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I'm taking over the development of an iPad app for a client. There's a substantial amount of work that's already been done and I'm trying to piece together how the whole thing is designed to run.

One of the things I'd like to do is log which methods get called when the app runs. I've seen a custom DTrace script that's meant to log all methods from startup, but when I run it in Instruments I get no results.

What's the best way of logging the methods?

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Was the DTrace script the one that I describe in my answer here? If so, that will only work when run against the Simulator. Also, it only tracks methods called within -applicationDidFinishLaunching:, so if you use the newer -application:didFinishLaunchingWithOptions:, it won't show anything. You can edit the script to reflect this newer method, or simply remove the condition to have it log everything. –  Brad Larson Sep 1 '11 at 17:32
Hi Brad. Yes it was the code from your blog. I made the changes but without success, but that's simply down to my lack of experience with DTrace. –  Phil John Sep 2 '11 at 12:05
Maybe something has changed in how the script is handled. I'll take a look at it. –  Brad Larson Sep 2 '11 at 14:44
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6 Answers

up vote 32 down vote accepted

Inspired by tc's answer to a similar question here, I put together a debug breakpoint action that will log out the class and method name for every time objc_msgSend() is triggered in your application. This works similarly to the DTrace script I described in this answer.

To enable this breakpoint action, create a new symbolic breakpoint (in Xcode 4, go to the breakpoint navigator and create a new symbolic breakpoint using the plus at the bottom left of the window). Have the symbol be objc_msgSend, set it to automatically continue after evaluating actions, and set the action to be a debugger command using the following:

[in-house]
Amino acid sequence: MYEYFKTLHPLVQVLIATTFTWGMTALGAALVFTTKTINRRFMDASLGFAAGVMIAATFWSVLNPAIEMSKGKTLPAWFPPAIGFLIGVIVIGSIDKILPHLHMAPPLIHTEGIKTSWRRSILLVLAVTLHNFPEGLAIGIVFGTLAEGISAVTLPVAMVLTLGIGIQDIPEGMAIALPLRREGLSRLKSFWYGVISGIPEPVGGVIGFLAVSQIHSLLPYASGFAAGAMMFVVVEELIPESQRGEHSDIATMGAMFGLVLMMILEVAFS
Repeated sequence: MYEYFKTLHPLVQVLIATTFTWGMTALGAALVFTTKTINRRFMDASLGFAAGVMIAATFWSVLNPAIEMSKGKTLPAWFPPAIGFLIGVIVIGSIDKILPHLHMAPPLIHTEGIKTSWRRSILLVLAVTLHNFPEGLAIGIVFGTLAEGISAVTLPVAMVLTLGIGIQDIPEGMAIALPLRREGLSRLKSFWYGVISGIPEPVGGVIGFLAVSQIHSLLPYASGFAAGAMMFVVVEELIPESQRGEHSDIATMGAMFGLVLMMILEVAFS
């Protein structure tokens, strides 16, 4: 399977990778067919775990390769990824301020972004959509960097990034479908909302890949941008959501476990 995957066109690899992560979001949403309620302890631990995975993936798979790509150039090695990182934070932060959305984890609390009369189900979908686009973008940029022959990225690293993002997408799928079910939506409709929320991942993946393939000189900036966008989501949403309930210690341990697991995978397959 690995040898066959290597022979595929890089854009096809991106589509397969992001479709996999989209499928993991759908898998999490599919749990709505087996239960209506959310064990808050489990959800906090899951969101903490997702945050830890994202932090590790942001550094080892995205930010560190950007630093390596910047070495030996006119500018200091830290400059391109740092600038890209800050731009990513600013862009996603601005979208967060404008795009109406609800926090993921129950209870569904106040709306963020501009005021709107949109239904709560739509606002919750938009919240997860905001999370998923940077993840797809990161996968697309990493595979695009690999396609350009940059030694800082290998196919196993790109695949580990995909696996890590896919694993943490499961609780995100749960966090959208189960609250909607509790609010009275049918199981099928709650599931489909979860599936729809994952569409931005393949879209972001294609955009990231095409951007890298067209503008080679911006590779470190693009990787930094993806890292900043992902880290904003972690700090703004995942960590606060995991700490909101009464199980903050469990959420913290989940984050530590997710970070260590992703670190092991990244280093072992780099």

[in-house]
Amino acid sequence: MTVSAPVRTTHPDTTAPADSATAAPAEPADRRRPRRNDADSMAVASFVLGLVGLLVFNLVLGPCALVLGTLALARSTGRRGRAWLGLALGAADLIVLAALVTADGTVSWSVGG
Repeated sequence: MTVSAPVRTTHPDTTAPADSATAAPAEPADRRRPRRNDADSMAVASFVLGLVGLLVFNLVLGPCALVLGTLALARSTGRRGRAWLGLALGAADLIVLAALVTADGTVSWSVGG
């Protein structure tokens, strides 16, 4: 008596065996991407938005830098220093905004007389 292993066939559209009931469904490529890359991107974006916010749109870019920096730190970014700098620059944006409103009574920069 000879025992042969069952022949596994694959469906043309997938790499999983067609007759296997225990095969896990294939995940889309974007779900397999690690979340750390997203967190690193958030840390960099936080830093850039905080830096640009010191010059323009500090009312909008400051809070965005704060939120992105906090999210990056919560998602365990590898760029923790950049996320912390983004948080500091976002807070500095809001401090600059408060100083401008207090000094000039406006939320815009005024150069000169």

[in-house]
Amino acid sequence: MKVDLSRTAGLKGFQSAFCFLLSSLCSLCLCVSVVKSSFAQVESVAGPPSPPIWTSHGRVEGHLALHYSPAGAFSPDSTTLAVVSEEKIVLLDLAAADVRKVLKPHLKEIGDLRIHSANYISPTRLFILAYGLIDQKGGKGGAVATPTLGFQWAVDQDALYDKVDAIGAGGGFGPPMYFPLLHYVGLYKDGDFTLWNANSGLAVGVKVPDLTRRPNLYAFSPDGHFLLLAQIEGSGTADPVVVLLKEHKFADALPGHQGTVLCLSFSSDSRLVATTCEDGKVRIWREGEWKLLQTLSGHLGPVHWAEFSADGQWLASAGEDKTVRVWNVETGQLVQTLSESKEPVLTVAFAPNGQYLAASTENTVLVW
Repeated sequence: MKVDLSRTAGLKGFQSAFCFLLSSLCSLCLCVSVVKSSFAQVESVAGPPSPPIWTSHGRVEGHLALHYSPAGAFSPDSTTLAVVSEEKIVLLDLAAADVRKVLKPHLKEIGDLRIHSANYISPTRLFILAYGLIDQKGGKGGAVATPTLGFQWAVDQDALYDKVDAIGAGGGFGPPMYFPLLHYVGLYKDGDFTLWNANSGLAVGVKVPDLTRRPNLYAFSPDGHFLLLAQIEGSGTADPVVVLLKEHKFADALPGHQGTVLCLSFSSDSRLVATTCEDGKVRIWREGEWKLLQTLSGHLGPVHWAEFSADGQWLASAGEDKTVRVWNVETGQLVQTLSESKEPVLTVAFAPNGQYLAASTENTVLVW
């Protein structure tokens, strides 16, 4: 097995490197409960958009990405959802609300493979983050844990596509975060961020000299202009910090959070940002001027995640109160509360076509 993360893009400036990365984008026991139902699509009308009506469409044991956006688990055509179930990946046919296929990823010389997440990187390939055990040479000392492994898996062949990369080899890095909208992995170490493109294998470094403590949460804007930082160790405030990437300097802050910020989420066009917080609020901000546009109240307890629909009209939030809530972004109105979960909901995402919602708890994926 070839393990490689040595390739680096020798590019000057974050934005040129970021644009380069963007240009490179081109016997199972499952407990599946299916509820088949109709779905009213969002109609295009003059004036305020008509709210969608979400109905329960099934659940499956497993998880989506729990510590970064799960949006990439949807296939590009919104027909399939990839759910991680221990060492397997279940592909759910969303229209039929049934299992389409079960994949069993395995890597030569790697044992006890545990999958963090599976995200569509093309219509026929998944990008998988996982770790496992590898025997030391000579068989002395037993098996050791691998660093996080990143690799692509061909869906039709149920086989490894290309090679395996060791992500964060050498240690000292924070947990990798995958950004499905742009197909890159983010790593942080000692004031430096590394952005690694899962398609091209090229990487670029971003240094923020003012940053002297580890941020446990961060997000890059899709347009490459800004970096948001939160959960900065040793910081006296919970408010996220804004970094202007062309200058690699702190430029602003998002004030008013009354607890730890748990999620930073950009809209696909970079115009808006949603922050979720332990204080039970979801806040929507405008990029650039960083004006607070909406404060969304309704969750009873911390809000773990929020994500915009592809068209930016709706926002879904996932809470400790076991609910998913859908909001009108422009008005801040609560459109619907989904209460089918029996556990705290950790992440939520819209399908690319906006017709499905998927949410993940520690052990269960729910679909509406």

printf "[%s %s]\n", (char *)object_getClassName(*(long*)($esp+4)),*(long *)($esp+8)

Your breakpoint should look something like the following:

Breakpoint action

This should log out messages like this when run against your application:

[UIApplication sharedApplication]
[UIApplication _isClassic]
[NSCFString getCString:maxLength:encoding:]
[UIApplication class]
[SLSMoleculeAppDelegate isSubclassOfClass:]
[SLSMoleculeAppDelegate initialize]

If you're wondering where I pulled the memory addresses, read this Phrack article on the Objective-C runtime internals. The memory addresses above will only work against the Simulator, so you might need to tweak this to run against applications on the iOS devices. Collin suggests the following modification in his answer to run this on a device:

printf "[%s %s]\n", (char *)object_getClassName($r0),$r1

Also, I think you'll see that logging out every method called in your application will overwhelm you with information. You might be able to use some conditions to filter this, but I don't know if this will help you to learn how your code executes.

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Great idea, but as you say a bit overwhelming when you run it. –  Phil John Sep 2 '11 at 12:06